Promoting Healthy Behaviors in a South-side Chicago African-American church

Nature and scope of the project

African-Americans made up approximately 13.3% of the US population but up to 43% more likely to die from cardiovascular disease than any other population. Life expectancy of the African-American was 3.4 years shorter than white Americans.

Synthesis and analysis of supporting literature

American Heart Association (AHA) has provided advancement in the research of cardiovascular disease and its causes along with strategies to reduce its risk. A variety of methods such as workshops and other education tools have not yielded the full desired effect, a reduction for African-American with cardiovascular disease.

Project implementation

The overall purpose was to determine the feasibility and outcome of community-based inventions to improve health behaviors in African American using pre/post group design. Sample (n=15) included men and women from a church on the Southside of Chicago

Evaluation criteria

Healthy behaviors, increasing physical activity and changing nutritional attitude, were introduced using the AHA Life’s Simple Seven and My Life Check heart score.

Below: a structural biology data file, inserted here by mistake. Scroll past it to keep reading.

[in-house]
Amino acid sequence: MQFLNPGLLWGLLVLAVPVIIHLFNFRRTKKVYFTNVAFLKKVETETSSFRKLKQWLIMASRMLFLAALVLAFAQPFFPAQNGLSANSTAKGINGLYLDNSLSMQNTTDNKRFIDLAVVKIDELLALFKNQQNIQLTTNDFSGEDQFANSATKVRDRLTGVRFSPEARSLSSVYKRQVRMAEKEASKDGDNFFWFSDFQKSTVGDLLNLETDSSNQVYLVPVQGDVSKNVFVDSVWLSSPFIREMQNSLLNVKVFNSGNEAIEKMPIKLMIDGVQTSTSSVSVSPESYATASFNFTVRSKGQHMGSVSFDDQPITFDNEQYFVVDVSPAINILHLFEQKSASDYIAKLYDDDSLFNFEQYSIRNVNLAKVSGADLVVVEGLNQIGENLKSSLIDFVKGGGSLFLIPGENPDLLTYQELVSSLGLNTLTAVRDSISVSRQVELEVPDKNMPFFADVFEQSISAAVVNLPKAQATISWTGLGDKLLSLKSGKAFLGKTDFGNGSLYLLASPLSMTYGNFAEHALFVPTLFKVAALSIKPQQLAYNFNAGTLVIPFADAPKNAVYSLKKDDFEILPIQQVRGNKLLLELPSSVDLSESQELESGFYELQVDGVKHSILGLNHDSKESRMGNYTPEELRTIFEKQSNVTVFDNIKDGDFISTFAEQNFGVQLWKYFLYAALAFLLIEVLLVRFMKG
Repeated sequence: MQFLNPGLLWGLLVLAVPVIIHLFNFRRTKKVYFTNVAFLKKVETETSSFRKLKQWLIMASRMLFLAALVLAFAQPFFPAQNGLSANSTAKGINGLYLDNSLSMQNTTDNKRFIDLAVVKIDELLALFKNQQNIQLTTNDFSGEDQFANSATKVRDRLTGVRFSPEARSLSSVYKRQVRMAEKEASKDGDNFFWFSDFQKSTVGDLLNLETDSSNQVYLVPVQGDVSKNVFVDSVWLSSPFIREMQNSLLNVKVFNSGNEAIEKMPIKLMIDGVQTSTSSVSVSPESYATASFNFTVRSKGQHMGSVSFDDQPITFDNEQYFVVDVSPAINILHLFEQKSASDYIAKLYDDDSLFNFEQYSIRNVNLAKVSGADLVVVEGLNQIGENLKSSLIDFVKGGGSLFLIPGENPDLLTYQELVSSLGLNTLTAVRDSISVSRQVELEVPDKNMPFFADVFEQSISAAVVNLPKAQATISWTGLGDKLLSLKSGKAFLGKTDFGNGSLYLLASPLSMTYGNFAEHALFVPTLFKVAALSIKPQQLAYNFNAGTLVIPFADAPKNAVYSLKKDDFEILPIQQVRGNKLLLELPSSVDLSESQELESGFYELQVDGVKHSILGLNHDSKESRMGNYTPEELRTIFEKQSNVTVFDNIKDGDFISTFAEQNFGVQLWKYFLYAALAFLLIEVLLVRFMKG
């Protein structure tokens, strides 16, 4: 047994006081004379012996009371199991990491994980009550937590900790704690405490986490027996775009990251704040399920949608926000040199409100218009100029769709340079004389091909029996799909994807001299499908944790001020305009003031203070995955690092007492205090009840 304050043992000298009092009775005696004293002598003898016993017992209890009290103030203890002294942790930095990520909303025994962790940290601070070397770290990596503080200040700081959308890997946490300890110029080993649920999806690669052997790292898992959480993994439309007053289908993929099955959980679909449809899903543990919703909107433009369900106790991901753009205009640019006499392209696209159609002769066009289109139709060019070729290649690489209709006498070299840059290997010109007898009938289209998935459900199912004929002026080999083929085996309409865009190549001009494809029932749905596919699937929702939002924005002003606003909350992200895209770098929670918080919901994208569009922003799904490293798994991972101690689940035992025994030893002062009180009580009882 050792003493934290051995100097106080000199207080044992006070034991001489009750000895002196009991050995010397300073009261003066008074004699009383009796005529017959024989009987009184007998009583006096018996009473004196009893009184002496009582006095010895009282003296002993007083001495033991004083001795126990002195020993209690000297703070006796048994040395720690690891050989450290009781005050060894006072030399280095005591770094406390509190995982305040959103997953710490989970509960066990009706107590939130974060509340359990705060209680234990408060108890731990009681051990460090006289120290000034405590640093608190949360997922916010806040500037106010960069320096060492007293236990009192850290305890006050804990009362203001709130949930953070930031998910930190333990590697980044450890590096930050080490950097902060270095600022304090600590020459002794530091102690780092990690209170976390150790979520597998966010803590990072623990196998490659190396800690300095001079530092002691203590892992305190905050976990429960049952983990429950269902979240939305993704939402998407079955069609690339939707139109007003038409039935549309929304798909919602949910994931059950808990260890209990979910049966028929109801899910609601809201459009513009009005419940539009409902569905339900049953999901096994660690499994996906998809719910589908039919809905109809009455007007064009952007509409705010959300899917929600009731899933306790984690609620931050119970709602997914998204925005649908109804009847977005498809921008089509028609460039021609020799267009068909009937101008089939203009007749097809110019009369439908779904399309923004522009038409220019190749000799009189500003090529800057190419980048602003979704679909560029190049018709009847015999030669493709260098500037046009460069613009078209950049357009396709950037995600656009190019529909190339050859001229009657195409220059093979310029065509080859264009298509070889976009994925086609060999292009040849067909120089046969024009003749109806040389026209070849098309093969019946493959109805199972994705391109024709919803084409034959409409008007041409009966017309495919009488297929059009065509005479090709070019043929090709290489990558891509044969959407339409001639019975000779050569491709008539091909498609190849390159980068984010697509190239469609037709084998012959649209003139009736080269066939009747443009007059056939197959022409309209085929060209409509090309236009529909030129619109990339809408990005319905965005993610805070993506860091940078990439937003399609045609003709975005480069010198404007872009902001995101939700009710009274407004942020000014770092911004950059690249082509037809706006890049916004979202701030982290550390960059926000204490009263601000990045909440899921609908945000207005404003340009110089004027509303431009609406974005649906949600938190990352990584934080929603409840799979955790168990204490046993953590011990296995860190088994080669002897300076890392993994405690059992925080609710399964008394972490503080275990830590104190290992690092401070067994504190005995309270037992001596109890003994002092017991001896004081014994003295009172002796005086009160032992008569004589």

Outcome showed high attendance and there was 100% completion rate. Positive trends at posttest were noted in increased physical activity and changes in nutritional intake. Increasing physical activity and changing dietary habits caused a change in the My Life Check heart scores. The differences in the pre and post intervention were placed in a paired t-test to determine whether the increase in heart health score is a statistically significant increase. The score changes show a p-value [Z = (p̂ – p0)/√ [p0(1-p0)/n] 0.001. These results show that there is a statistically significant change in heart health scores from pre-intervention to post-intervention. There was evidence that the use of pedometers, increased physical activity, and changes in dietary habits interventions was associated with lowering cardiovascular risk.


Findings suggest that the intervention was feasible and has the potential to improve health outcomes for this population. The project demonstrated a nurse’s commitment to providing primary care to an underserved population regardless of the setting. The overall health of the men and women of the Church are essential to the Church livelihood. More partner building activities for hospital/bedside nurses and community/faith-based nurses and increased partnerships with community-based agencies that do not employ nurses, i.e. churches are needed.



Promoting Healthy Behaviors in a South-side Chicago African-American church